Why You Should Listen to Audiobooks

If you’ve never had the pleasure of listening to an audiobook, perhaps now is the time. It’s certainly never been easier!

We all have those nagging tasks we have to do–commuting, cleaning, mopping, ironing, cooking, mowing the lawn—how nice if we could make the time go faster and listen to a great book at the same time! That would be far more pleasant.

And good for you too!

Especially when those books are classics.

But you don’t have to trust me. Take a look at what this college professor said in The Chronicle of Higher Education:

Perhaps there is something psychologically reassuring about listening to someone read a story. Hardly a day has passed in the last 30 years in which I have not heard a spoken-word recording of one kind or another.

via My Secret Stash of Books on Tape

As a child he listened to Poe and Shakespeare, Whitman and Conrad. And did that help him? You bet. He’s a professional professor now—and neither of his parents had gone to university, so it’s not like that was a foregone conclusion.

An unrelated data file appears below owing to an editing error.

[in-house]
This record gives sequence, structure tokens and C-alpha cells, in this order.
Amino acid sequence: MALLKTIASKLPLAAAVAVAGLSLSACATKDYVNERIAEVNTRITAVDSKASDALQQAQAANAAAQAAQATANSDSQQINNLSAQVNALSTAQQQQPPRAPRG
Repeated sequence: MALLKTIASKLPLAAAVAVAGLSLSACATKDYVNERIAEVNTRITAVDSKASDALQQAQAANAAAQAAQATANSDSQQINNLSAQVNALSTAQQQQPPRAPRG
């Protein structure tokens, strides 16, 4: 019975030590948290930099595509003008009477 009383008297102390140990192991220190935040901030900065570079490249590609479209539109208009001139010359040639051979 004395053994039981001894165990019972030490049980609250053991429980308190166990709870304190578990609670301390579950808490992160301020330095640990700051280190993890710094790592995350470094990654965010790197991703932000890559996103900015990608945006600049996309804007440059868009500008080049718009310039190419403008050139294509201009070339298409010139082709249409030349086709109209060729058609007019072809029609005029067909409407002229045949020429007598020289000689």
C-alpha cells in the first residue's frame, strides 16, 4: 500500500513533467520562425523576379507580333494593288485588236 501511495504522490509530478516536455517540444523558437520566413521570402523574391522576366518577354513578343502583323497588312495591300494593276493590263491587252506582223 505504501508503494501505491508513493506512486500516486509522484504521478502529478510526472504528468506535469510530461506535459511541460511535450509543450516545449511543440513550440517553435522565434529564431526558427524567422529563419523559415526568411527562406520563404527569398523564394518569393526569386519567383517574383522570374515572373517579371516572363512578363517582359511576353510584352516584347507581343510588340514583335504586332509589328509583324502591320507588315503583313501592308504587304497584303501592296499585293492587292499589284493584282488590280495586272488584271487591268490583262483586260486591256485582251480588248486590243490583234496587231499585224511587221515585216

Or check out Daniel Willingham’s post on why listening to books isn’t “cheating”.

CraftLit–A Podcast for Busy People Who Love Books, may just be exactly what you’ve been looking for. The host is an award-winning high school and university teacher—who also happens to enjoy the DIY world. The podcast starts with a little crafty talk, then moves into easy-going explanatory notes on the chapters covered in that episode.

Audiobooks with Benefits™

As of today, the podcast has covered–Pride and Prejudice, Turn of the Screw, A Tale of Two Cities, Frankenstein, Tristan and Isolde, Jekyll and Hyde, Little Women, The Scarlet Letter, Flatland, Persuasion, A Christmas Carol, A Connecticut Yankee in King Arthur’s Court, The Woman in White, Dracula, Gulliver’s Travels, Jane Eyre, The Age of Innocence, and currently North and South—along with a few short stories and poems.


Finger face having an idea